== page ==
Fire

Fire: Why We Need Feminism

 

When you have a girl body you get used to it. Misogyny. An ever present hum that you ignore because you are too busy doing all the things that boy bodies do—sometimes better, sometimes worse, most often the same.

You learn early on, when you have the body of a girl, that people with girl bodies who dress, talk, or act a certain way—the wrong way—are “asking for it” when “it” comes.

“It” being misogyny.

And it always comes.

People with woman bodies teach people with girl bodies how to survive, how to exist with these bodies in a man’s world. Where to hit him, how to hold your keys, when to run, when to scream.

You learn what to scream too—never “no” or “help” or “ stop” but, rather, “fire,” because then, maybe, someone will hear.

You learn when not to scream as well.

Because when you have the body of a girl—or a woman, which is worse—you learn that it can be safer not to say “no.” Safer not to piss him off. Safer to be quiet.

There will be times when you will have sex “willingly” out of fear. And even if you manage not to, a woman or girl you know will.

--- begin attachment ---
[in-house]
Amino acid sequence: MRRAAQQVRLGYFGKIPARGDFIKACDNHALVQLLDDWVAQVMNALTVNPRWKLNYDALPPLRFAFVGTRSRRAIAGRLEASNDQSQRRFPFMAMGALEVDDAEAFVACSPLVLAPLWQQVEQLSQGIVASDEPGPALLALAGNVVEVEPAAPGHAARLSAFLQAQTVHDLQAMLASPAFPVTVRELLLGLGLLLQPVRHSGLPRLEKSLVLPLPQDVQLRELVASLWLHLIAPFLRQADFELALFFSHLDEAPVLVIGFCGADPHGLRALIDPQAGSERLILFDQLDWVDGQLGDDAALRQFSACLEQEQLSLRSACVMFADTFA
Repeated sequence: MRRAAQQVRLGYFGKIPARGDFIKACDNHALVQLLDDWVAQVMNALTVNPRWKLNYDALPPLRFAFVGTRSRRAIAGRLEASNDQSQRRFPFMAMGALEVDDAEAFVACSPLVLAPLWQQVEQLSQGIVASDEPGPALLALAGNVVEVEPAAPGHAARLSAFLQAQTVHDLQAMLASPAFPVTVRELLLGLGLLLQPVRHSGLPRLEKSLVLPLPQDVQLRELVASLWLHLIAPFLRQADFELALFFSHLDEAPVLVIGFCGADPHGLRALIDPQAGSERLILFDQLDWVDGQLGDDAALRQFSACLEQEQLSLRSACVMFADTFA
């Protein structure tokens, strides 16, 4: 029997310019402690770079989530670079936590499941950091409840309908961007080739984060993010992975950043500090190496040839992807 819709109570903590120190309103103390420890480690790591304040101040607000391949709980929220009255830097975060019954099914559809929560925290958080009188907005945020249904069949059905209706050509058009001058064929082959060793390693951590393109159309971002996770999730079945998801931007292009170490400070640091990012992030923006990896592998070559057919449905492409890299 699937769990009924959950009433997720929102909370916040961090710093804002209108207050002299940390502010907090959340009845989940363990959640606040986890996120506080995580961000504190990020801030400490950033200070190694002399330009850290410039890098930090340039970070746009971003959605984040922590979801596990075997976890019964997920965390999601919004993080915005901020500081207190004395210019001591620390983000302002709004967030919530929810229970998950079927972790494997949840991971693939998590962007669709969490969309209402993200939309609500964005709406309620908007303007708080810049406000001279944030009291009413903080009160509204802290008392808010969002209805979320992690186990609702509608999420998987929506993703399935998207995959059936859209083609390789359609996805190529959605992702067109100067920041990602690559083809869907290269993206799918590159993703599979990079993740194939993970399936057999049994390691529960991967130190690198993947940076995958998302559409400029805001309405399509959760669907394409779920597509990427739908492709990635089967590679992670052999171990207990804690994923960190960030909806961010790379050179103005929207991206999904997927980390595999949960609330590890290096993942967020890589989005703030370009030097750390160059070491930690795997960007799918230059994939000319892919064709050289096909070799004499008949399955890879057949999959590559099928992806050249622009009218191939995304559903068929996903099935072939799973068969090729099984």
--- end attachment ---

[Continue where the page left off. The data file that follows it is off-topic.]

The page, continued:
One in six. This is misogyny, but misogyny is more than just rape statistics.

There are lessons that all people with girl bodies learn that people with boy bodies do not.

Never walk alone after dark, watch your drink, watch your friends’ drinks. Text or call the moment you get home. Think twice about wearing that dress.

We learn these lessons quietly, efficiently; we take them for granted. And we learn, too, to judge those people with bodies like our own who do not learn them well enough; because if we can find a way to blame them, then maybe it won’t be us.

This time.

We learn to be silent save for the occasional sound bite or pop song or outburst by an angry feminist. We ignore—or maybe no longer see—the more subtle forms of misogyny. Overlook being paid less. Follow the rules to avoid being raped. Believe the airbrushed lies and hate our bodies when they don’t conform. Make sure our daughters’ dresses are fingertip length.

And when a man uses a slang term for our genitalia to insult someone he feels is wrong or weak, we don’t call him on it. Because if you are a woman you’ve heard much worse and the kind of small-minded misogyny of insults like “pussy” barely registers, and only hysterical feminists complain about that kind of crap anyway. Who are you to police the speech of others, to say, “this makes me uncomfortable”?